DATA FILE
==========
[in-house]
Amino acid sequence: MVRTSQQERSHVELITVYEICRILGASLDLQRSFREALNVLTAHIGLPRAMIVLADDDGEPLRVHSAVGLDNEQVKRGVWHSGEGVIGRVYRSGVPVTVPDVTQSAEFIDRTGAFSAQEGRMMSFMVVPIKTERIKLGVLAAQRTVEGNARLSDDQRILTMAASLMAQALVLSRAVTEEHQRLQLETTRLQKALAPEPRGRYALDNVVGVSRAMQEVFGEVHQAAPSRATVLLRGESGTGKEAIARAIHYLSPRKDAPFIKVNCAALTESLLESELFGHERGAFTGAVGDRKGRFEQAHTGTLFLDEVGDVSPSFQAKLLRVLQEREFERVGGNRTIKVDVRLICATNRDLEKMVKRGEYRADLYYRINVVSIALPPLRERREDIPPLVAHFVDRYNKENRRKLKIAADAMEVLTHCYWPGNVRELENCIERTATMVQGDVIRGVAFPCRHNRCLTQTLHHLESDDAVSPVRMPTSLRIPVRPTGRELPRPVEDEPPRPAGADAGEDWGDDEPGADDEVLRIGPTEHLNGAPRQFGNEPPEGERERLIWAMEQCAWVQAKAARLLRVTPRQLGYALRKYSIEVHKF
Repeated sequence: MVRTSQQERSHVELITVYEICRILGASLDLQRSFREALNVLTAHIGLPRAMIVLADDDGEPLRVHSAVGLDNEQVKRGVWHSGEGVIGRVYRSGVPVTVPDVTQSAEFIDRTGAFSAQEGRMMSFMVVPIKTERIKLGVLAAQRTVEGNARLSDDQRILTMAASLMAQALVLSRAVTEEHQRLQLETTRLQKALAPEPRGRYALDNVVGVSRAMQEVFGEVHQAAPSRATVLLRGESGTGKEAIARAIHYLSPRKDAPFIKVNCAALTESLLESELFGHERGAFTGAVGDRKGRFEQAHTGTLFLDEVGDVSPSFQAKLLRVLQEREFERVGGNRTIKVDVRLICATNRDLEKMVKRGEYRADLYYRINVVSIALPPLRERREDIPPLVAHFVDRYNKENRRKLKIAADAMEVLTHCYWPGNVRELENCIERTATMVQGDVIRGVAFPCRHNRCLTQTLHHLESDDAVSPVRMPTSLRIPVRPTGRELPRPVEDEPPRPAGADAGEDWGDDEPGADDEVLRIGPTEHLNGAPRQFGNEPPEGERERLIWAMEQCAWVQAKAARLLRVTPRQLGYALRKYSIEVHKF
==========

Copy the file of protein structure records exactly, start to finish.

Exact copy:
[in-house]
Amino acid sequence: MVRTSQQERSHVELITVYEICRILGASLDLQRSFREALNVLTAHIGLPRAMIVLADDDGEPLRVHSAVGLDNEQVKRGVWHSGEGVIGRVYRSGVPVTVPDVTQSAEFIDRTGAFSAQEGRMMSFMVVPIKTERIKLGVLAAQRTVEGNARLSDDQRILTMAASLMAQALVLSRAVTEEHQRLQLETTRLQKALAPEPRGRYALDNVVGVSRAMQEVFGEVHQAAPSRATVLLRGESGTGKEAIARAIHYLSPRKDAPFIKVNCAALTESLLESELFGHERGAFTGAVGDRKGRFEQAHTGTLFLDEVGDVSPSFQAKLLRVLQEREFERVGGNRTIKVDVRLICATNRDLEKMVKRGEYRADLYYRINVVSIALPPLRERREDIPPLVAHFVDRYNKENRRKLKIAADAMEVLTHCYWPGNVRELENCIERTATMVQGDVIRGVAFPCRHNRCLTQTLHHLESDDAVSPVRMPTSLRIPVRPTGRELPRPVEDEPPRPAGADAGEDWGDDEPGADDEVLRIGPTEHLNGAPRQFGNEPPEGERERLIWAMEQCAWVQAKAARLLRVTPRQLGYALRKYSIEVHKF
Repeated sequence: MVRTSQQERSHVELITVYEICRILGASLDLQRSFREALNVLTAHIGLPRAMIVLADDDGEPLRVHSAVGLDNEQVKRGVWHSGEGVIGRVYRSGVPVTVPDVTQSAEFIDRTGAFSAQEGRMMSFMVVPIKTERIKLGVLAAQRTVEGNARLSDDQRILTMAASLMAQALVLSRAVTEEHQRLQLETTRLQKALAPEPRGRYALDNVVGVSRAMQEVFGEVHQAAPSRATVLLRGESGTGKEAIARAIHYLSPRKDAPFIKVNCAALTESLLESELFGHERGAFTGAVGDRKGRFEQAHTGTLFLDEVGDVSPSFQAKLLRVLQEREFERVGGNRTIKVDVRLICATNRDLEKMVKRGEYRADLYYRINVVSIALPPLRERREDIPPLVAHFVDRYNKENRRKLKIAADAMEVLTHCYWPGNVRELENCIERTATMVQGDVIRGVAFPCRHNRCLTQTLHHLESDDAVSPVRMPTSLRIPVRPTGRELPRPVEDEPPRPAGADAGEDWGDDEPGADDEVLRIGPTEHLNGAPRQFGNEPPEGERERLIWAMEQCAWVQAKAARLLRVTPRQLGYALRKYSIEVHKF